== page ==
Low rates of adult dental care and high rates of premature deaths from treatable causes push Arkansas near the bottom of the states in a new health rankings report.
Arkansas receives an overall ranking of 47th out of the 50 states and the District of Columbia in The Commonwealth Fund’s 2023 Scorecard on State Health System Performance. Arkansas was ranked 44th in the 2022 scorecard, although that report included several COVID-19-specific measures that are not included in this year’s report.
Regionally, Arkansas is ranked 10th among 12 Southeastern states. It was also ranked 10th in the 2022 scorecard.
The 2023 scorecard provides state-by-state rankings for 58 health indicators across categories related to access and affordability, prevention and treatment, avoidable hospital use and cost, healthy lives, income disparity, and racial and ethnic health equity. The rankings are based on the most recent year of data available for all measures. New to this year’s report are 12 measures evaluating state performance on reproductive care and women’s health.
Measures contributing to Arkansas’s low overall performance include the percentage of adults without dental visits (ranked 51st, the worst of all states and the District of Columbia), the number of adults who have lost six or more teeth (ranked 50th), and premature deaths from treatable causes (ranked 50th). An ACHI report offers additional detail on dental access challenges in Arkansas.
The scorecard also notes measures in which Arkansas has worsened compared to data from past years, including:
- Premature deaths from preventable causes (135 per 100,000 people in 2020-2021 compared to 122 per 100,000 people in 2018-2019).
- All-cause mortality rate per 100,000 women ages 15-44 (188 per 100,000 women in 2021 compared to 121 per 100,000 women in 2019).
- Central-line-associated bloodstream infections (1.144 standardized infection ratio in 2021 compared to 0.782 standardized infection ratio in 2019. The standardized infection ratio compares the number of infections reported by hospitals to the predicted number, adjusting for key risk factors).
Arkansas receives its best rankings for the following measures:
- Employer-sponsored insurance spending per enrollee (ranked 1st, meaning Arkansas’s insurance is the least expensive).
- Adults with any mental illness who did not receive treatment in the past year (ranked 5th, meaning Arkansas has one of the lowest rates).
- Severe maternal morbidity (ranked 6th, meaning Arkansas has one of the lowest maternal morbidity rates per 10,000 in-hospital deliveries).
Arkansas ranks below the national average in nine of the 12 measures related to reproductive and women’s health. Measures in which the state receives its lowest rankings in this category include:
- Infant mortality (ranked 49th among the 50 states and the District of Columbia, meaning Arkansas has one of the highest mortality rates).
- Percentage of new mothers who did not begin receiving prenatal care in the first trimester (ranked 48th, meaning Arkansas has one of the highest percentages).
- Percentage of preterm births prior to 37 weeks of pregnancy (ranked 46th, meaning Arkansas has one of the highest percentages).
- Breast and cervical cancer deaths (ranked 46th, meaning Arkansas has one of the highest death rates).
ACHI has launched a new webpage focused on maternal and infant health, featuring an infographic depicting what a birthing journey for new mothers should be to achieve better maternal and infant health outcomes.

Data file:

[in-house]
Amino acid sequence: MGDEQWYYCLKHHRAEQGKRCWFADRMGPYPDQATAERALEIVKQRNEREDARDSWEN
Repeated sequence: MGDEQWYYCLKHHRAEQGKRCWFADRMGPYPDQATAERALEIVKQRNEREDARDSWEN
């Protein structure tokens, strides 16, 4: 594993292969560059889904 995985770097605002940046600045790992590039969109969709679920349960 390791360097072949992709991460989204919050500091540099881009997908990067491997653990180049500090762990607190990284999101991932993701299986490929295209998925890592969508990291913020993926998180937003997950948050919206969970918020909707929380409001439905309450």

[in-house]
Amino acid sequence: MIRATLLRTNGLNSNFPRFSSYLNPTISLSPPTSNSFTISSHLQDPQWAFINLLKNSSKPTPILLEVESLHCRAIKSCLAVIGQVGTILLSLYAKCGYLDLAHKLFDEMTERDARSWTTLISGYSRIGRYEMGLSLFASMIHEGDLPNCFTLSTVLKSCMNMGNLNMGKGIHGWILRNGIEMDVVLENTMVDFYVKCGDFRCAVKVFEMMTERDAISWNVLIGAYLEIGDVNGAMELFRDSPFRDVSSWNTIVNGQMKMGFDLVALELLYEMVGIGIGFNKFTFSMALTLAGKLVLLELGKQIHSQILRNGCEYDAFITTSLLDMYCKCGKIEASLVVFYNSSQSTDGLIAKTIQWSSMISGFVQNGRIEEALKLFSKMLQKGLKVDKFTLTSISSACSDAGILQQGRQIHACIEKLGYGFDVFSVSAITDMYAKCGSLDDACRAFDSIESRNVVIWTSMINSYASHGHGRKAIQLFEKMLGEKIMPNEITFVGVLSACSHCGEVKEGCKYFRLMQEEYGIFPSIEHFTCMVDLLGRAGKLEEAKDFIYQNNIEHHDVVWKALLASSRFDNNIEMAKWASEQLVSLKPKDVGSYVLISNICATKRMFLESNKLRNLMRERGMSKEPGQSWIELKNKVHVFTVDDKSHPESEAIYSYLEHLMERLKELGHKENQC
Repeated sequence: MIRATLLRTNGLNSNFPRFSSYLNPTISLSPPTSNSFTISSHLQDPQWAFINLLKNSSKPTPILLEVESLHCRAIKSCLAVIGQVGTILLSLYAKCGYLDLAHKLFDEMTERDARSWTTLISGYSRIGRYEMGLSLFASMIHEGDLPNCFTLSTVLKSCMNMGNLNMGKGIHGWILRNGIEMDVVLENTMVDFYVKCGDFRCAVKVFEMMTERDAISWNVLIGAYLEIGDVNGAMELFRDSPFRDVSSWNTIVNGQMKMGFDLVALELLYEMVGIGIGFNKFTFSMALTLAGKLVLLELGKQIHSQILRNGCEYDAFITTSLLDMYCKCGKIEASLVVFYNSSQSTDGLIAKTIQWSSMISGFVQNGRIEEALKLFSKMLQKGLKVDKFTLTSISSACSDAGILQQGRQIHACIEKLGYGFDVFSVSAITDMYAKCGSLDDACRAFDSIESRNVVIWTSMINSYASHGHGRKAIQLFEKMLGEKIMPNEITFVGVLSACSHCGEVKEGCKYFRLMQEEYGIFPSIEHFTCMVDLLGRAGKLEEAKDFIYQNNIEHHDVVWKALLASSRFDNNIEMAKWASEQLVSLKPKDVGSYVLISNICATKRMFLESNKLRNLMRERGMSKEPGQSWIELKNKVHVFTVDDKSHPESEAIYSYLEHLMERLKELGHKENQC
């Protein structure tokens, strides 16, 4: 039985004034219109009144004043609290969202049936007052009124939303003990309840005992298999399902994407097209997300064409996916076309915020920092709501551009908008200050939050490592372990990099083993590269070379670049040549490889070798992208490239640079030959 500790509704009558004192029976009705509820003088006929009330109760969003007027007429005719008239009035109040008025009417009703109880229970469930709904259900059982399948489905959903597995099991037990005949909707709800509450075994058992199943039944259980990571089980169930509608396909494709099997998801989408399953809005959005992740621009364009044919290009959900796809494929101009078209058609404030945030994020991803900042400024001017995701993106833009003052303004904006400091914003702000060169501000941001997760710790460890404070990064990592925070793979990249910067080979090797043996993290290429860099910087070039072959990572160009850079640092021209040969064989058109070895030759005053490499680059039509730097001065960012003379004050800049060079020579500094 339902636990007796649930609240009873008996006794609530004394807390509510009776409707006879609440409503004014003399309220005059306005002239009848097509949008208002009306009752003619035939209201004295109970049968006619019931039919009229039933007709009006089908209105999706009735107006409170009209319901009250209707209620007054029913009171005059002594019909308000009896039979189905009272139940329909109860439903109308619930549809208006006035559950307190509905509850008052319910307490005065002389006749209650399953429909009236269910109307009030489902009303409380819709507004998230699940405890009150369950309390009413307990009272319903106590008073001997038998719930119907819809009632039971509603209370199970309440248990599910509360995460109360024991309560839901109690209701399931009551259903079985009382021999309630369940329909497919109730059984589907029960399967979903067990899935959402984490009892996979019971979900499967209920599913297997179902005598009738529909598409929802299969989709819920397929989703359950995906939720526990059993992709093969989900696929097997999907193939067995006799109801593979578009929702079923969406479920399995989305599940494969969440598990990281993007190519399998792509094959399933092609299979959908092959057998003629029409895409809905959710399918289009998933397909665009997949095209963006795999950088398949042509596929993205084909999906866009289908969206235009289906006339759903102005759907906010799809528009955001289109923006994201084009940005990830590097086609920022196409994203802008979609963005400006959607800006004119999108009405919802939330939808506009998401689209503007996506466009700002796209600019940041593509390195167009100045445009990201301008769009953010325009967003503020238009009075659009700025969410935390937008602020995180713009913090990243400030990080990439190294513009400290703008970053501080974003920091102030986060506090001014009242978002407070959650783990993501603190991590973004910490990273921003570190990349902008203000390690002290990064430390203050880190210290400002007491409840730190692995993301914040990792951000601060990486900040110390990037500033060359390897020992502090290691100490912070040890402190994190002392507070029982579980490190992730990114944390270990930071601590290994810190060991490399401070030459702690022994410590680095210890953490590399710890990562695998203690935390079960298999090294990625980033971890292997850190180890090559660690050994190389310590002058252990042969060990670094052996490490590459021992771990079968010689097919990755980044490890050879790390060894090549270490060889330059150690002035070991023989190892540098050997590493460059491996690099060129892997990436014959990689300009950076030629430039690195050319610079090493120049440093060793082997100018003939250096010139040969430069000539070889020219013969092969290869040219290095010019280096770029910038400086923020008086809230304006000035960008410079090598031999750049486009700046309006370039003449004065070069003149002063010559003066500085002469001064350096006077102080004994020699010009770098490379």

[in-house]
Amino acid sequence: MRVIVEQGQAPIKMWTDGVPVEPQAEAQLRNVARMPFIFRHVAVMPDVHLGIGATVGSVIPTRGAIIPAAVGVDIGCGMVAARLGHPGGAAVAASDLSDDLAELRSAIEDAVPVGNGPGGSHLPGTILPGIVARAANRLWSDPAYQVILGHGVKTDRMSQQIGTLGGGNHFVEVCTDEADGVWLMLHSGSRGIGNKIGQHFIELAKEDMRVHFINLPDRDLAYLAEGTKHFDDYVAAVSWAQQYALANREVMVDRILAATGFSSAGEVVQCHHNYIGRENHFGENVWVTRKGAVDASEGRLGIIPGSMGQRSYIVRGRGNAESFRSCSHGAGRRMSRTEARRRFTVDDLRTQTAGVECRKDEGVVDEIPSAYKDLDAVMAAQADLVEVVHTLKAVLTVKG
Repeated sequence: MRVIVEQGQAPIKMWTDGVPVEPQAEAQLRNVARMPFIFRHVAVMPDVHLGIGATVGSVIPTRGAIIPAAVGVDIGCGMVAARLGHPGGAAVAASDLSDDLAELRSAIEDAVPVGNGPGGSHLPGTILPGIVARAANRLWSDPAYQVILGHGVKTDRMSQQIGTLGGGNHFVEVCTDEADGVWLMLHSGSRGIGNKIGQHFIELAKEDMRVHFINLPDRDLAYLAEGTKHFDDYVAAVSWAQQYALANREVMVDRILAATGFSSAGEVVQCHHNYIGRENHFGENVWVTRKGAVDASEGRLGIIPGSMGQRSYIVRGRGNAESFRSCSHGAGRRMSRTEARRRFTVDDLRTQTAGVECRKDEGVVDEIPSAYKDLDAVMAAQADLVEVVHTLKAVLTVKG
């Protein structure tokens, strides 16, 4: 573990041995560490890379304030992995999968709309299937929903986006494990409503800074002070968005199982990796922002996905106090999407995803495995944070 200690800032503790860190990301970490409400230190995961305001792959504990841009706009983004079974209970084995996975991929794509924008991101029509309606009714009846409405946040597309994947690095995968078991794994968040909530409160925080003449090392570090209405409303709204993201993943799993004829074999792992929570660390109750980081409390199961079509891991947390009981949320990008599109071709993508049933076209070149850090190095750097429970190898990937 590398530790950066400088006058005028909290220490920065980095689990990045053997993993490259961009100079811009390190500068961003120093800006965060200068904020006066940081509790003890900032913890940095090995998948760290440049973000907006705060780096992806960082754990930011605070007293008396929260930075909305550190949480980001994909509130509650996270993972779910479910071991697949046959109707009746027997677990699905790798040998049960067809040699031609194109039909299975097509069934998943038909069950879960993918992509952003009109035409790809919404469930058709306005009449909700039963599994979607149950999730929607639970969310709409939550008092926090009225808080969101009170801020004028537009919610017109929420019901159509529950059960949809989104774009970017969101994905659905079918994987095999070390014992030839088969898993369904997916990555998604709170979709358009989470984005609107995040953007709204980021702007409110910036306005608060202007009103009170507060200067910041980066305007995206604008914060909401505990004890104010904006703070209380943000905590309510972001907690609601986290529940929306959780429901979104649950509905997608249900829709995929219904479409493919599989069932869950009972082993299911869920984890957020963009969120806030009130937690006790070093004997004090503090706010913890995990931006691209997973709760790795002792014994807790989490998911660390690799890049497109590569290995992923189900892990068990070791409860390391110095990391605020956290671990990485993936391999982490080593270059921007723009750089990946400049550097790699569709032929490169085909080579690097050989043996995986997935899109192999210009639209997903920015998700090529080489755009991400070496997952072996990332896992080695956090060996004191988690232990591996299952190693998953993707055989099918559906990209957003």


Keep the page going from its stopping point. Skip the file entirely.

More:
Measures in which Arkansas has improved compared to past years’ data include:
- Preventable hospitalizations (4 per 1,000 employer-insured enrollees in 2021 compared to 7 per 1,000 employer-insured enrollees in 2019).
- Potentially avoidable emergency department visits for adults age 65 and older (143 per 1,000 Medicare beneficiaries in 2021 compared to 191 per 1,000 Medicare beneficiaries in 2019).
- Adults who went without care because of cost in the last year (26% of adults in 2018–2019 vs. 22% of adults in 2020–2021).
Other notable measures in which the state has worsened compared to past years’ data include:
- Children without all recommended vaccines (32% of children in 2021 compared to 26% of children in 2019).
- Drug overdose deaths per 100,000 people (22 per 100,000 people in 2021 compared to 14 per 100,000 people in 2019).
- Children who are overweight or obese (37% of children in 2020-2021 compared to 34% of children in 2018-2019).
This year’s scorecard also includes state racial and ethnic health equity rankings. These measures reflect racial and ethnic disparities in Arkansas among minority populations. Key insights from this section include:
- Black Arkansans experience a mortality rate from preventable causes that is nearly double the national rate, with 405 deaths per 100,000 people in Arkansas compared to the national average of 232 deaths per 100,000 people.
- The mortality rate for Black infants in Arkansas is double the national average and the highest among all racial and ethnic groups in the state, with 10.9 deaths per 1,000 births in Arkansas compared to 5.4 deaths per 1,000 births nationally.
- Almost half of all new mothers among Asian American, Native Hawaiian, and Pacific Islanders in Arkansas did not begin receiving prenatal care in the first trimester (47% in Arkansas compared to the national average of 22%).
- More than half of Hispanic people in Arkansas ages 50-74 have not received a recent colon cancer screening test (58% in Arkansas compared to the national average of 28%).